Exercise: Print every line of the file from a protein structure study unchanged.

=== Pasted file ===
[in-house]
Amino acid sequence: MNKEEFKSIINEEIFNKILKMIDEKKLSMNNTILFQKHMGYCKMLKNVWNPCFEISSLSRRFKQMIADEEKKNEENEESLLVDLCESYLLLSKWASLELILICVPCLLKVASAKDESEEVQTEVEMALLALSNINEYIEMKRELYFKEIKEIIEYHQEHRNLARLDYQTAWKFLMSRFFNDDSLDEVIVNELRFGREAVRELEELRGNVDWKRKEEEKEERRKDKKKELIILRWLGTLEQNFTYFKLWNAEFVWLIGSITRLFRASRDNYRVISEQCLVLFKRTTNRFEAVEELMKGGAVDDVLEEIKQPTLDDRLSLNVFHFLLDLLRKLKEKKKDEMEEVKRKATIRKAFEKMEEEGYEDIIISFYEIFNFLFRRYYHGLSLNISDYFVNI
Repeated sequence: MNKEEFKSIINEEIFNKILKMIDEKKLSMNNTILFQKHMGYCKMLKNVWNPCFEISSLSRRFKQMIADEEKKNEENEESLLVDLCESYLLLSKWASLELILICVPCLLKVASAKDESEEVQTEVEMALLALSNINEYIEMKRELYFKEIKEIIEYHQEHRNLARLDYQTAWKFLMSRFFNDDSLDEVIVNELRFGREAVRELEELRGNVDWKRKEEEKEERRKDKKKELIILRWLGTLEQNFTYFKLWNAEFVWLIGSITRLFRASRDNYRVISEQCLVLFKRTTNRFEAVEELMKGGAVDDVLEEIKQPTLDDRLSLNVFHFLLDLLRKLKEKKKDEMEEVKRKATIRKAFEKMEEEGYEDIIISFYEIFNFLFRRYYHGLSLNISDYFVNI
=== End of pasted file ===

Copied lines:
[in-house]
Amino acid sequence: MNKEEFKSIINEEIFNKILKMIDEKKLSMNNTILFQKHMGYCKMLKNVWNPCFEISSLSRRFKQMIADEEKKNEENEESLLVDLCESYLLLSKWASLELILICVPCLLKVASAKDESEEVQTEVEMALLALSNINEYIEMKRELYFKEIKEIIEYHQEHRNLARLDYQTAWKFLMSRFFNDDSLDEVIVNELRFGREAVRELEELRGNVDWKRKEEEKEERRKDKKKELIILRWLGTLEQNFTYFKLWNAEFVWLIGSITRLFRASRDNYRVISEQCLVLFKRTTNRFEAVEELMKGGAVDDVLEEIKQPTLDDRLSLNVFHFLLDLLRKLKEKKKDEMEEVKRKATIRKAFEKMEEEGYEDIIISFYEIFNFLFRRYYHGLSLNISDYFVNI
Repeated sequence: MNKEEFKSIINEEIFNKILKMIDEKKLSMNNTILFQKHMGYCKMLKNVWNPCFEISSLSRRFKQMIADEEKKNEENEESLLVDLCESYLLLSKWASLELILICVPCLLKVASAKDESEEVQTEVEMALLALSNINEYIEMKRELYFKEIKEIIEYHQEHRNLARLDYQTAWKFLMSRFFNDDSLDEVIVNELRFGREAVRELEELRGNVDWKRKEEEKEERRKDKKKELIILRWLGTLEQNFTYFKLWNAEFVWLIGSITRLFRASRDNYRVISEQCLVLFKRTTNRFEAVEELMKGGAVDDVLEEIKQPTLDDRLSLNVFHFLLDLLRKLKEKKKDEMEEVKRKATIRKAFEKMEEEGYEDIIISFYEIFNFLFRRYYHGLSLNISDYFVNI